Finding a way back: Dawson Springs still rebuilding one year after deadly tornado
Deloris Williams was reading in bed with her cream-colored poodle Sassy when the alarms started going off. Then came the tell-tale sound of a rolling train.
“I thought to myself, you can’t really hear trains here,” Williams said. “And it was getting louder and quicker.”
Williams, a caregiver, lived in an apartment complex in the small western Kentucky city of Dawson Springs. That was the night of Dec. 10, 2021. What she heard was a tornado.
She said she picked up Sassy and tried to get to the bathroom.
“We didn’t make it to the bathroom,” Williams said. “We got knocked down. I got knocked down in between the bed and the dresser. The roof blew completely off, and then the suction picked us up and throwed us through the bedroom wall.”
Determined to hold on to Sassy, Williams said she could feel things pile up on top of them as the twister passed through the apartment complex.
“Then when the tornado went through, in probably 20 seconds time, there was this most dead eerie silence that I have ever heard in my life,” Williams said.
Afterward, Williams said she couldn’t yell and couldn’t move anything except her wrist, which she used to beat on whatever was in front of her. Someone heard her and told her not to move while they pushed away the debris: a dresser, walls and rafters, a tree.
The storm knocked out power across much of the region. Her first look at the destruction was illuminated by lightning.
“When I seen the lightning flash and I seen the situation and the devastation there…it broke my heart,” Williams said.
Much of Dawson Springs was unrecognizable. The tornado completely destroyed the apartment complex and left Williams without a home. Now, she and Sassy live about 30 miles away in Hopkinsville.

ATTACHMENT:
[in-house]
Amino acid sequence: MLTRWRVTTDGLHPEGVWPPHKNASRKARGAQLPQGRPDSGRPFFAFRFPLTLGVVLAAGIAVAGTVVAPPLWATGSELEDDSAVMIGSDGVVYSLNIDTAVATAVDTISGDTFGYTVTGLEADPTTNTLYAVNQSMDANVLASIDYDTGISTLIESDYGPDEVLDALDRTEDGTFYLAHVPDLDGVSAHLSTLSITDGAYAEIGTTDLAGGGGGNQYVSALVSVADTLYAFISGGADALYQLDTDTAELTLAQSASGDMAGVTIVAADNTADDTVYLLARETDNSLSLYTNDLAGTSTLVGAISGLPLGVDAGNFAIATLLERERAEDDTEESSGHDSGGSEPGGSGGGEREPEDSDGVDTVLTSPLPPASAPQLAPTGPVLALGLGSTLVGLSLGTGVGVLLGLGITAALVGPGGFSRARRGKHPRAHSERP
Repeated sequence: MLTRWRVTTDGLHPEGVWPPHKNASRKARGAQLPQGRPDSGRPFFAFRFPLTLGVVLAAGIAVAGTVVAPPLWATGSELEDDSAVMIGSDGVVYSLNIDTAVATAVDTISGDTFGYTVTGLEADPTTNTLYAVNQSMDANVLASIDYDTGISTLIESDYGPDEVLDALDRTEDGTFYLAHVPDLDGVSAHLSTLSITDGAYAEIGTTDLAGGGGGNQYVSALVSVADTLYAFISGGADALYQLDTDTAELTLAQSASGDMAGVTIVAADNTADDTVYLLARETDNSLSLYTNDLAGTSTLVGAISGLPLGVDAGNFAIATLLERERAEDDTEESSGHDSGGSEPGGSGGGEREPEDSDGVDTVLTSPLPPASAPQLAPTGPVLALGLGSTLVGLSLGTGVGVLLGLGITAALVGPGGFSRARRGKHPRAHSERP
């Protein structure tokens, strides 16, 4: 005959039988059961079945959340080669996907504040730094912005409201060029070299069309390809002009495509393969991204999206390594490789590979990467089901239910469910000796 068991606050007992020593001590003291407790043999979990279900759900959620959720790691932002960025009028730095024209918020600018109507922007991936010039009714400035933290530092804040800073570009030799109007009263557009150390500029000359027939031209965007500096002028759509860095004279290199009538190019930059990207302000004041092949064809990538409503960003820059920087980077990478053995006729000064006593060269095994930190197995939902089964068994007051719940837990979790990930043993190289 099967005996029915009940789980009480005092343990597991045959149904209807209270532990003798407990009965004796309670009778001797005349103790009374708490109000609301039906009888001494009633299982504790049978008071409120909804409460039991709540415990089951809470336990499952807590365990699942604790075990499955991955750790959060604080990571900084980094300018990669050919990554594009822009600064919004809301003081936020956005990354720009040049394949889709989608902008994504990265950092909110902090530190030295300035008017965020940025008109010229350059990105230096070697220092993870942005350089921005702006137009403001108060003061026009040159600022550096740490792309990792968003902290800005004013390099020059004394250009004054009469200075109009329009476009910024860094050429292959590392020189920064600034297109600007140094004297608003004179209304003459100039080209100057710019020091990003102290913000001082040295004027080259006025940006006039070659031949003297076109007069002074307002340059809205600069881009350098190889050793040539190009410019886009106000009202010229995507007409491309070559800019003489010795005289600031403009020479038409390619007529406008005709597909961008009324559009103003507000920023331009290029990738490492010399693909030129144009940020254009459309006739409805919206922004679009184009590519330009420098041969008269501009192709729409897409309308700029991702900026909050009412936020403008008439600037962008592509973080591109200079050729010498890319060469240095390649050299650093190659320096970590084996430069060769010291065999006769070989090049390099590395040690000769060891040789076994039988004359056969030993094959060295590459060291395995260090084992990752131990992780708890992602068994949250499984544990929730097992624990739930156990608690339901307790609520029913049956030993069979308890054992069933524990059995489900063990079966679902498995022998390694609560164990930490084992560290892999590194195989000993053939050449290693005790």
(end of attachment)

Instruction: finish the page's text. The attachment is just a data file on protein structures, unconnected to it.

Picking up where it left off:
“I, personally, am waiting for whenever they build my apartment complex back,” Williams said.
Widespread housing damage
The EF-4 twister that rolled through Dawson Springs on Dec. 10 and 11 last year was part of a larger series of tornadoes that devastated western and central Kentucky. The path of the storms stretched roughly 250 miles and took 81 lives.
The destruction destroyed about 75% of the houses in town, according to estimates from the mayor based on information he received from the local PVA and water department. Giant swaths of the small city became empty lots, concrete slabs and the hollowed out remains of basements.
All 50 units in the Clarkdale Court Apartments, the public housing complex where Deloris Williams lived, were destroyed. Of the local housing authority’s 150 units before the storm, 61 are still uninhabitable or destroyed.
Steven Parker, the executive director of the Housing Authority of Dawson Springs, said the agency is still trying to find permanent housing for the displaced families they work with.
“My team here at the housing authority worked their butts off to make sure we were able to find contact information and get this information out there,” Parker said. “And I think we did a really good job.”
The authority’s offices were destroyed by the tornado, too. Parker said due to the rising cost of materials, the money the agency received from insurance to rebuild housing and administrative buildings isn’t enough, and he’s looking to federal agencies and grants to fill the gap.
“This community needs this housing. We need this long term housing,” Parker said. “There are serious concerns about the future of long term housing in Dawson Springs as a result of this storm. We're trying our very best to do this as fast as possible, but, unfortunately, this is as fast as possible, and it's terribly slow.”
Parker said he hopes to start rebuilding in the spring.